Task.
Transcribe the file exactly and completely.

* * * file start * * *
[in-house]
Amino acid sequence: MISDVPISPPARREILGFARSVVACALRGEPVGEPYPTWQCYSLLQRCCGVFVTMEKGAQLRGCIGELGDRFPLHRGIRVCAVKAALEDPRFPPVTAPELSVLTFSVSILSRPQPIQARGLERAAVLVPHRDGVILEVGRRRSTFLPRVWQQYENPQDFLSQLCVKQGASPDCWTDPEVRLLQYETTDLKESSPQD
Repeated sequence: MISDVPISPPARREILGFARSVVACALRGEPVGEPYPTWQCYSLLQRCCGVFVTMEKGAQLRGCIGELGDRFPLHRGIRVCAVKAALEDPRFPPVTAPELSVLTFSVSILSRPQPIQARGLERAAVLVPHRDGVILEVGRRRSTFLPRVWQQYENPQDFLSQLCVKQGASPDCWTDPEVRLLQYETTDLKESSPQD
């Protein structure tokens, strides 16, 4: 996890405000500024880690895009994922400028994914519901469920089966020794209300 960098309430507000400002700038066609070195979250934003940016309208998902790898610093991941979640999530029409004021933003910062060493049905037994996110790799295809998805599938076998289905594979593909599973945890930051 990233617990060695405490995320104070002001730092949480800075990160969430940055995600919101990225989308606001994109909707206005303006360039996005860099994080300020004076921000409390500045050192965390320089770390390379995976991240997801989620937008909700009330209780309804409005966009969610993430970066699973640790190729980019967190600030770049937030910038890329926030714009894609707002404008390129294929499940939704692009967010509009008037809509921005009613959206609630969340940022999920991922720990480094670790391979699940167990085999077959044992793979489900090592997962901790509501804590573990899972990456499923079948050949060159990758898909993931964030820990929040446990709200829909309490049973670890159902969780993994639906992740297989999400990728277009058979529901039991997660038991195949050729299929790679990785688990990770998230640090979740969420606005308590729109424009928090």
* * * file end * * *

[in-house]
Amino acid sequence: MISDVPISPPARREILGFARSVVACALRGEPVGEPYPTWQCYSLLQRCCGVFVTMEKGAQLRGCIGELGDRFPLHRGIRVCAVKAALEDPRFPPVTAPELSVLTFSVSILSRPQPIQARGLERAAVLVPHRDGVILEVGRRRSTFLPRVWQQYENPQDFLSQLCVKQGASPDCWTDPEVRLLQYETTDLKESSPQD
Repeated sequence: MISDVPISPPARREILGFARSVVACALRGEPVGEPYPTWQCYSLLQRCCGVFVTMEKGAQLRGCIGELGDRFPLHRGIRVCAVKAALEDPRFPPVTAPELSVLTFSVSILSRPQPIQARGLERAAVLVPHRDGVILEVGRRRSTFLPRVWQQYENPQDFLSQLCVKQGASPDCWTDPEVRLLQYETTDLKESSPQD
């Protein structure tokens, strides 16, 4: 996890405000500024880690895009994922400028994914519901469920089966020794209300 960098309430507000400002700038066609070195979250934003940016309208998902790898610093991941979640999530029409004021933003910062060493049905037994996110790799295809998805599938076998289905594979593909599973945890930051 990233617990060695405490995320104070002001730092949480800075990160969430940055995600919101990225989308606001994109909707206005303006360039996005860099994080300020004076921000409390500045050192965390320089770390390379995976991240997801989620937008909700009330209780309804409005966009969610993430970066699973640790190729980019967190600030770049937030910038890329926030714009894609707002404008390129294929499940939704692009967010509009008037809509921005009613959206609630969340940022999920991922720990480094670790391979699940167990085999077959044992793979489900090592997962901790509501804590573990899972990456499923079948050949060159990758898909993931964030820990929040446990709200829909309490049973670890159902969780993994639906992740297989999400990728277009058979529901039991997660038991195949050729299929790679990785688990990770998230640090979740969420606005308590729109424009928090």